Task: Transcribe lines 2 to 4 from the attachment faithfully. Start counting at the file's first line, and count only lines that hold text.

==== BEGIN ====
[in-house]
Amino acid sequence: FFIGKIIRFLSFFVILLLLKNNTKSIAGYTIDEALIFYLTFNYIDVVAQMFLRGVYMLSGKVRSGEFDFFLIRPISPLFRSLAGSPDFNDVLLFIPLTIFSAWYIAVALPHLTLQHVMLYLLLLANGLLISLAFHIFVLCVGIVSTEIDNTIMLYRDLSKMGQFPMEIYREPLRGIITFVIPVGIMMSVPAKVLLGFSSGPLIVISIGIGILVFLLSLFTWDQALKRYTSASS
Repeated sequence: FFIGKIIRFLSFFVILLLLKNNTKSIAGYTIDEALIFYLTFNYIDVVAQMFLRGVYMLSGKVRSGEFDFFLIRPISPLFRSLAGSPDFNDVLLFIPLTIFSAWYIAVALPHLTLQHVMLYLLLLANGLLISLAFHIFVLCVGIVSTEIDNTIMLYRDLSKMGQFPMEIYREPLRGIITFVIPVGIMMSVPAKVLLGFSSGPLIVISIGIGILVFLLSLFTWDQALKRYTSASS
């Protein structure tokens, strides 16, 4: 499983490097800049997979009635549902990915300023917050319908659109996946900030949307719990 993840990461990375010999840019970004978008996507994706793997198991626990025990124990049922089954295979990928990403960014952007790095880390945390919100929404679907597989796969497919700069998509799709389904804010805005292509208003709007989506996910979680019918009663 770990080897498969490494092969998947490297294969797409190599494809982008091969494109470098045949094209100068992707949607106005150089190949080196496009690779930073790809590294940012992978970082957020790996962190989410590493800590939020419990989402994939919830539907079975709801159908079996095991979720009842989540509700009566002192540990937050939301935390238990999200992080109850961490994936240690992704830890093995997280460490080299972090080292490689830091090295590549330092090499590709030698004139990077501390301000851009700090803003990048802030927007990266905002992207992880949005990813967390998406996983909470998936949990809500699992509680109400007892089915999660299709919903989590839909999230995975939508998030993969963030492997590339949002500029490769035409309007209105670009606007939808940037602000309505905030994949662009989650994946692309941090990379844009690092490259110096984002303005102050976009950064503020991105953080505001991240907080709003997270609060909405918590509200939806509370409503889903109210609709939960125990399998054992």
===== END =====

Amino acid sequence: FFIGKIIRFLSFFVILLLLKNNTKSIAGYTIDEALIFYLTFNYIDVVAQMFLRGVYMLSGKVRSGEFDFFLIRPISPLFRSLAGSPDFNDVLLFIPLTIFSAWYIAVALPHLTLQHVMLYLLLLANGLLISLAFHIFVLCVGIVSTEIDNTIMLYRDLSKMGQFPMEIYREPLRGIITFVIPVGIMMSVPAKVLLGFSSGPLIVISIGIGILVFLLSLFTWDQALKRYTSASS
Repeated sequence: FFIGKIIRFLSFFVILLLLKNNTKSIAGYTIDEALIFYLTFNYIDVVAQMFLRGVYMLSGKVRSGEFDFFLIRPISPLFRSLAGSPDFNDVLLFIPLTIFSAWYIAVALPHLTLQHVMLYLLLLANGLLISLAFHIFVLCVGIVSTEIDNTIMLYRDLSKMGQFPMEIYREPLRGIITFVIPVGIMMSVPAKVLLGFSSGPLIVISIGIGILVFLLSLFTWDQALKRYTSASS
């Protein structure tokens, strides 16, 4: 499983490097800049997979009635549902990915300023917050319908659109996946900030949307719990 993840990461990375010999840019970004978008996507994706793997198991626990025990124990049922089954295979990928990403960014952007790095880390945390919100929404679907597989796969497919700069998509799709389904804010805005292509208003709007989506996910979680019918009663 770990080897498969490494092969998947490297294969797409190599494809982008091969494109470098045949094209100068992707949607106005150089190949080196496009690779930073790809590294940012992978970082957020790996962190989410590493800590939020419990989402994939919830539907079975709801159908079996095991979720009842989540509700009566002192540990937050939301935390238990999200992080109850961490994936240690992704830890093995997280460490080299972090080292490689830091090295590549330092090499590709030698004139990077501390301000851009700090803003990048802030927007990266905002992207992880949005990813967390998406996983909470998936949990809500699992509680109400007892089915999660299709919903989590839909999230995975939508998030993969963030492997590339949002500029490769035409309007209105670009606007939808940037602000309505905030994949662009989650994946692309941090990379844009690092490259110096984002303005102050976009950064503020991105953080505001991240907080709003997270609060909405918590509200939806509370409503889903109210609709939960125990399998054992």